Mr. Yomari and his Home-based Workers

In a society where the only hints of dessert come in the form of a handful of fennel seeds and sugar, Rabin Amatya rebranded a delicacy central to Newari culture as a Nepali dessert, and made the humble yomari comparable to any modern confectionery.

The Village Cafe was established in 2011 after the initial success of SABAH, the SAARC Business Association of Home-based Workers. Amatya dreamed of a restaurant showcasing Newari culture in the most authentic way possible, by employing Newari women from the grassroots level. He trained them in product standardization and quality control, and by carefully tweaking Newari culture, Amatya ensured that, in his cafe, the traditional touch was married with the gourmet experience.

Traditionally, yomari is only made once a year during a festival known as Yomari Punhi. This is largely due to the fact that making yomari is a tedious process involving a fair bit of logistics and hassle. As a result of this, yomari was disappearing from the mainstream in Nepal. By moving this process to a modern kitchen, standardizing recipes, and rebranding it, The Village Cafe pulled the yomari back into the limelight.

They also created a unique value chain by directly participating with each node in their supply line, and they take pride in the fact that two hundred workers are directly involved. Whether it be in the production of rice, or in serving the cooked yomari, The Village Cafe works with local marginalized communities, a laudable effort, and additionally, by involving direct members in every step of the yomari-making process, they ensure that the yomari produced are of the highest quality, and as authentic as possible.

Yomari is as diverse as it is tasty. Traditionally, it is filled with two core ingredients, khuwa, a concentrate of milk, or chaku, a mixture of sugar molasses, sesame, and coconut. At The Village Café, you’ll also find yomari filled with the universal dessert, chocolate. Savory mushroom-filled yomari were also invented. In addition, Amatya realized that by adjusting its size, the same yomari could serve different purposes; small ones as dessert, medium-sized ones as snacks, and large ones as a proper meal. In following the trend of deconstruction in the modern culinary world, The Village Cafe also started selling deconstructed yomari. Yomari, split open, with an ice cream scoop in the middle and glazed with chocolate syrup.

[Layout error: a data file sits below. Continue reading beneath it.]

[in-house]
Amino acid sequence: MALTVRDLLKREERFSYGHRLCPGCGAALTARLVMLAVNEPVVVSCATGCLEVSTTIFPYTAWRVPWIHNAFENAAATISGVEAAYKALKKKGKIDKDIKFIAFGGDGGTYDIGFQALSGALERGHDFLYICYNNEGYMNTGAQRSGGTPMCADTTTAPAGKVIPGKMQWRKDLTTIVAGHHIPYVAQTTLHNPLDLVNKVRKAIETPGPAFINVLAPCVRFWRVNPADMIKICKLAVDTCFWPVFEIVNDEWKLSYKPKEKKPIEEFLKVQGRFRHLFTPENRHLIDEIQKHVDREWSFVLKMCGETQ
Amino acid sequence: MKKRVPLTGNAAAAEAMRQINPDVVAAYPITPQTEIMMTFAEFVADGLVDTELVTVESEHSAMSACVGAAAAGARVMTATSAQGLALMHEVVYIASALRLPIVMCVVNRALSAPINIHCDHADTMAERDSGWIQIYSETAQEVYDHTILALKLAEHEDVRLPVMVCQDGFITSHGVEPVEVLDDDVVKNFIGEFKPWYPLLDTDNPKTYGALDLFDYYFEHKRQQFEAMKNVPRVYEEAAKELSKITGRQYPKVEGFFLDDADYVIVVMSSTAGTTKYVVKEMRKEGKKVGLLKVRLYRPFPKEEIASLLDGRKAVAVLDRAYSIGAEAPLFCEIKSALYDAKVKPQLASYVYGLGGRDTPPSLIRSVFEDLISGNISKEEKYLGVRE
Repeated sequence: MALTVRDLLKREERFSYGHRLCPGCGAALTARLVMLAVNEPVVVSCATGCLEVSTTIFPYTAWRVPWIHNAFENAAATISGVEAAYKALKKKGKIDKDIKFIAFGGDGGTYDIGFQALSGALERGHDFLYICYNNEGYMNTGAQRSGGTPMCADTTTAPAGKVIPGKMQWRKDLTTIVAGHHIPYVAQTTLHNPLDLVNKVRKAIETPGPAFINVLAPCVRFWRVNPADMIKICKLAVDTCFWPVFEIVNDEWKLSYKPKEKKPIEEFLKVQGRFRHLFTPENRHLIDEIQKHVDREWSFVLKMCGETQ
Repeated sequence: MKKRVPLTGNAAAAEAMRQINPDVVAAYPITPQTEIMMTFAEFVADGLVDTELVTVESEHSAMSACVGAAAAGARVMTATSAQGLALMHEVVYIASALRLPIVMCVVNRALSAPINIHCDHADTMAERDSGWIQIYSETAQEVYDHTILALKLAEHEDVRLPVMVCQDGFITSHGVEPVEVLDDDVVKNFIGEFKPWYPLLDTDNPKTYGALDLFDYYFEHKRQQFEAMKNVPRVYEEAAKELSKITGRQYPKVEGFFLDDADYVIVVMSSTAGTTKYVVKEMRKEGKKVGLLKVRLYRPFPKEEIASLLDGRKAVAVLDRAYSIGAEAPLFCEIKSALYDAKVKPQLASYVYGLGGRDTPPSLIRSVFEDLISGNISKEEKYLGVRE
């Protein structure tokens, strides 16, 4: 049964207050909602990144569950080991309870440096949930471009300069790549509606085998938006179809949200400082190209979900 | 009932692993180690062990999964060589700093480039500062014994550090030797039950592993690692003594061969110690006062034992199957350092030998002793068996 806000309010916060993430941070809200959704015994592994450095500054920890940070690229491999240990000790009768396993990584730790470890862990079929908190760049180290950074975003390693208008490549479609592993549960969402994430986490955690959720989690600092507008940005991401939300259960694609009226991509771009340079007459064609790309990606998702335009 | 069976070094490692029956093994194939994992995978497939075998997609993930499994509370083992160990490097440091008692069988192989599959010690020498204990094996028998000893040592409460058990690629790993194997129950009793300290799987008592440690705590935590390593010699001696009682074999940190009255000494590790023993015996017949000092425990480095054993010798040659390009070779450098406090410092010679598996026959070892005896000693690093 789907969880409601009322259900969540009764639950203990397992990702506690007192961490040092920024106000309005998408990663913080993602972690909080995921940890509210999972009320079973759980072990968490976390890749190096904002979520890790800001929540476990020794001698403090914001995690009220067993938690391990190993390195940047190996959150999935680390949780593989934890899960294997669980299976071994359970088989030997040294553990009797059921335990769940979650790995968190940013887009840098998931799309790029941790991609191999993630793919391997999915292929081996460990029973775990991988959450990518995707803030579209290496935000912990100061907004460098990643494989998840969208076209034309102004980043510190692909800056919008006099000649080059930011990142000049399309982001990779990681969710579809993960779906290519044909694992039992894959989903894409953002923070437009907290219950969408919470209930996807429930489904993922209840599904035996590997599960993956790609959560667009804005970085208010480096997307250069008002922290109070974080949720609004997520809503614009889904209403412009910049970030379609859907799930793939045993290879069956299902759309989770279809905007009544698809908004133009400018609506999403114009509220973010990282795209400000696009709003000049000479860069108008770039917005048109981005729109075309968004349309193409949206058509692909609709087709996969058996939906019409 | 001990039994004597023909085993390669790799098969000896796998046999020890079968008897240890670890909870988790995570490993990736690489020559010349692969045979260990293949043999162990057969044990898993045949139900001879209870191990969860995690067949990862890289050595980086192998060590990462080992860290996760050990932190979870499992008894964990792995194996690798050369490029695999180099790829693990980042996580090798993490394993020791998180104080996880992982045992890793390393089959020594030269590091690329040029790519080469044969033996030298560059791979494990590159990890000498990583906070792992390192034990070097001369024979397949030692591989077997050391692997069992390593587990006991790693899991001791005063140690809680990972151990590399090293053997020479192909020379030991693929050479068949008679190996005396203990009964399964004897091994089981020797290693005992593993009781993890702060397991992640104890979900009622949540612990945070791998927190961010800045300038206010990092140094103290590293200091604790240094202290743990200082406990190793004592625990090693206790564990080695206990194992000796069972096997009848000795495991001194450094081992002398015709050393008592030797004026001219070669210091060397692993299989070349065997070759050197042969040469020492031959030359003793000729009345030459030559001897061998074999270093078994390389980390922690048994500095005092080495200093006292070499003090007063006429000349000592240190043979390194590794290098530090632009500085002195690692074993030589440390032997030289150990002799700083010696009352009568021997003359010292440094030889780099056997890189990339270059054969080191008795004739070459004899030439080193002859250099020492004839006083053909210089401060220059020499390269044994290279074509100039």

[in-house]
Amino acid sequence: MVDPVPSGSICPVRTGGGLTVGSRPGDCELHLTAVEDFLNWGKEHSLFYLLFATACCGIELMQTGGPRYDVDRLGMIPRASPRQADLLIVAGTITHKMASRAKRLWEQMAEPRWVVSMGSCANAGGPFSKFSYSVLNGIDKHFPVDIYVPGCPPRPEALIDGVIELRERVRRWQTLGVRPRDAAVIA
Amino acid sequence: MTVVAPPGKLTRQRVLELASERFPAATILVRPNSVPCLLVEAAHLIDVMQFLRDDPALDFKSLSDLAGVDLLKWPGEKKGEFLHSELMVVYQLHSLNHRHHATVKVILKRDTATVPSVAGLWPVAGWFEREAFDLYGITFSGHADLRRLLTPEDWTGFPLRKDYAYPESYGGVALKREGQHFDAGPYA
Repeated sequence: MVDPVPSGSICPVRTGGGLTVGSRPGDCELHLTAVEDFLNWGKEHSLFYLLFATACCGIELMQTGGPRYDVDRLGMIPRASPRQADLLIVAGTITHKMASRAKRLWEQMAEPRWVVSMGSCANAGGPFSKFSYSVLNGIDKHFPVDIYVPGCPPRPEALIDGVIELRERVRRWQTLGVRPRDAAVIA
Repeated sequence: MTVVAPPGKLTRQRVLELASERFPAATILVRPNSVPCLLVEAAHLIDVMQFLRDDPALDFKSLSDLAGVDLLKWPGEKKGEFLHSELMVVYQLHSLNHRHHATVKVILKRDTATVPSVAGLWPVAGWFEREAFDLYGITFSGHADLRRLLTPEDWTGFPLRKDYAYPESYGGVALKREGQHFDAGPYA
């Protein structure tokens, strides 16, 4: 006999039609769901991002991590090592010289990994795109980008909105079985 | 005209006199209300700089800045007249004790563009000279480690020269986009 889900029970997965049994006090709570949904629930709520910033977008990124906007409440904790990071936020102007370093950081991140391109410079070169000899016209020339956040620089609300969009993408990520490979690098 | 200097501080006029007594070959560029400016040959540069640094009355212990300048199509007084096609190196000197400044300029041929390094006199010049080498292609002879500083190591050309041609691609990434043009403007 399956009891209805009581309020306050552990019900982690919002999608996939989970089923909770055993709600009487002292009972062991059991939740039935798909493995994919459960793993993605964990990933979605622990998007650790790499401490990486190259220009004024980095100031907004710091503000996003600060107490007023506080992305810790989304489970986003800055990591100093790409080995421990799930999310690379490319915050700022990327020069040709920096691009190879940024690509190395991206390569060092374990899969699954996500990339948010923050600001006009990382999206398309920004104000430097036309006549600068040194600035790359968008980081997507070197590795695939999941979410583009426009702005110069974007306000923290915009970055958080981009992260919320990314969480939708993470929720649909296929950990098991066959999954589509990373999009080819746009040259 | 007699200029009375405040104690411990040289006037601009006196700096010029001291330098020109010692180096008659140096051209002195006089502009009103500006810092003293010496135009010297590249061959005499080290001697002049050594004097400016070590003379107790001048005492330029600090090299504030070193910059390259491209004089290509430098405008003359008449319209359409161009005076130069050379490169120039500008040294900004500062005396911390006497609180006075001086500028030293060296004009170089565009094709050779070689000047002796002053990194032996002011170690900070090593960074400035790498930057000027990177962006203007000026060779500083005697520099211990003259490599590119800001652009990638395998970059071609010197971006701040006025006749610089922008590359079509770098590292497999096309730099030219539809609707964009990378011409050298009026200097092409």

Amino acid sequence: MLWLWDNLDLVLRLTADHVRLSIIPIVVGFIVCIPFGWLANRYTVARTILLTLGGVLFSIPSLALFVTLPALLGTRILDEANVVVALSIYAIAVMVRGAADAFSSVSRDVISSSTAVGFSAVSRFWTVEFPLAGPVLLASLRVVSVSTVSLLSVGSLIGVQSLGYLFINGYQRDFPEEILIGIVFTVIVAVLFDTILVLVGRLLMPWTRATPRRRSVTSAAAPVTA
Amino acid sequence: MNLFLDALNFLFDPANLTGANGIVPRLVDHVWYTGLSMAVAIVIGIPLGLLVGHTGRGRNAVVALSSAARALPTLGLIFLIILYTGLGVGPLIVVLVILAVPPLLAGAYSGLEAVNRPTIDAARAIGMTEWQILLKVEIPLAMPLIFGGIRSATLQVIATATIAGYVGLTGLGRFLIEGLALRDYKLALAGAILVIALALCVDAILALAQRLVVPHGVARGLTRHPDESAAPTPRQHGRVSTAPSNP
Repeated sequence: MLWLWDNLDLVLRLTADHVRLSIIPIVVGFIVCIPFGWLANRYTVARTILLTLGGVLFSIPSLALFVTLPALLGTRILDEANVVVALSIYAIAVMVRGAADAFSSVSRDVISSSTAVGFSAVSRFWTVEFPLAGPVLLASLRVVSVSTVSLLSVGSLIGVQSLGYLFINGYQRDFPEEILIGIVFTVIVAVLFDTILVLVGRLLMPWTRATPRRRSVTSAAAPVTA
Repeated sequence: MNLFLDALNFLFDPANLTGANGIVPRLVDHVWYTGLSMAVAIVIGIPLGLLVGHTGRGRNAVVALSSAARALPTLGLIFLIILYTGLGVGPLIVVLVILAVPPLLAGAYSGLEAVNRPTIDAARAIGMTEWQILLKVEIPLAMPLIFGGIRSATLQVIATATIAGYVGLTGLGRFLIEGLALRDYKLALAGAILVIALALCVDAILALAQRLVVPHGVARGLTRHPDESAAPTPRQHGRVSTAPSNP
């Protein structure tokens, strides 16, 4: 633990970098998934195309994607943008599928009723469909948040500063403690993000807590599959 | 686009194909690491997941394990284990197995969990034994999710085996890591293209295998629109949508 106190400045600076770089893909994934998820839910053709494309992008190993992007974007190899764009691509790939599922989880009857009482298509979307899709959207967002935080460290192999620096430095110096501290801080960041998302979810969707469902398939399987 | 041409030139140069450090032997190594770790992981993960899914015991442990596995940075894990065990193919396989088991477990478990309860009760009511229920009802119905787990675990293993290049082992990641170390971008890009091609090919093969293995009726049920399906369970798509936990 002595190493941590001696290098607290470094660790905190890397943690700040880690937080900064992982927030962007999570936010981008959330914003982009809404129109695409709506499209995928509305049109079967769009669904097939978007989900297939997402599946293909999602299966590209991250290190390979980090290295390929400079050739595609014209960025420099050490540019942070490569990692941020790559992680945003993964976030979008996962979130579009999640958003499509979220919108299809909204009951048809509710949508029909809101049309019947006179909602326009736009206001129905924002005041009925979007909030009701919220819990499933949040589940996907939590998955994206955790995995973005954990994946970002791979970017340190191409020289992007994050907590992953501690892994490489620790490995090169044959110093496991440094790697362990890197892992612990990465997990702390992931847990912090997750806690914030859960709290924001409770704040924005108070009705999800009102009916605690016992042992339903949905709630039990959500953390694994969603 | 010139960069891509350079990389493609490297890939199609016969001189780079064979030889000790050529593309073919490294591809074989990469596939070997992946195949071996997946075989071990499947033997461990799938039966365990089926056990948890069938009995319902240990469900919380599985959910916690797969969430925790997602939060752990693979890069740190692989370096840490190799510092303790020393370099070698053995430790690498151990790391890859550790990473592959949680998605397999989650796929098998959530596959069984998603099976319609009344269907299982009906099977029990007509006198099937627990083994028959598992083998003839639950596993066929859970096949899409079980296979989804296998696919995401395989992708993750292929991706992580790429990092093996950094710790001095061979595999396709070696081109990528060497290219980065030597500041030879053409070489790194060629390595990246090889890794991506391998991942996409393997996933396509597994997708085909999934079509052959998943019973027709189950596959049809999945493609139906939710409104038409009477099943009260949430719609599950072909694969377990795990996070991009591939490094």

The Village Cafe is an epitome of the modern approach to economic empowerment. They take individuals already skilled in a craft, and commercialize their efforts. By utilizing skills already available in the market, they not only ensure that home-based workers’ skills do not go to waste, but also negate the need for training more manpower. In doing so, they have economically empowered these individuals, and have also created a value chain that benefits society. Amatya is especially proud that all of their ingredients are locally sourced, with even the ketchup made in-house with Nepali tomatoes.

As if all this was not enough, Amatya and The Village Cafe revived a delicacy that was at risk of disappearing from our society. Yomari was once synonymous with Yomari Punhi, that one day in the middle of December. Now, it is rebranded as a snack, a dessert, and a cornerstone of The Village Cafe. In addition to all this, the cafe got creative and reinvented the yomari, creating what could very well be the first truly modern Nepali dessert. And, behind all this are the smiling women of The Village Café, with Mr. Yomari, Rabin Amatya, providing able guidance from the background.